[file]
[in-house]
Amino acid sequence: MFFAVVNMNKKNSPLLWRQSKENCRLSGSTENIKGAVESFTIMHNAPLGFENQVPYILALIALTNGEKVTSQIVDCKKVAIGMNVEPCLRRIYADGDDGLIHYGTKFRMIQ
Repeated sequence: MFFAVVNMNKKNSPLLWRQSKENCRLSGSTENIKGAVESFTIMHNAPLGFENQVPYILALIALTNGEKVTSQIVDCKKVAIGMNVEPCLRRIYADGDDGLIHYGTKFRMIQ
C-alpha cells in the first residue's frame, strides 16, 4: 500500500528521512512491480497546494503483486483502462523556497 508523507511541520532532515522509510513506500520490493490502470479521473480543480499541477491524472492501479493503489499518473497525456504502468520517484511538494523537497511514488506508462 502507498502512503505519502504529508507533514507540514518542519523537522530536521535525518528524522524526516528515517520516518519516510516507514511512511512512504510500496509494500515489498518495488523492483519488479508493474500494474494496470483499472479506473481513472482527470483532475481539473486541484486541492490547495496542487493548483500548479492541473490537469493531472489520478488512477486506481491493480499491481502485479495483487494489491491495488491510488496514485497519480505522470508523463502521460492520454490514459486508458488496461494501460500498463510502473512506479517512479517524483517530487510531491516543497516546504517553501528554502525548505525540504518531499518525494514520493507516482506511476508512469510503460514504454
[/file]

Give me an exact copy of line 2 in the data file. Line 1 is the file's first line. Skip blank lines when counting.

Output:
Amino acid sequence: MFFAVVNMNKKNSPLLWRQSKENCRLSGSTENIKGAVESFTIMHNAPLGFENQVPYILALIALTNGEKVTSQIVDCKKVAIGMNVEPCLRRIYADGDDGLIHYGTKFRMIQ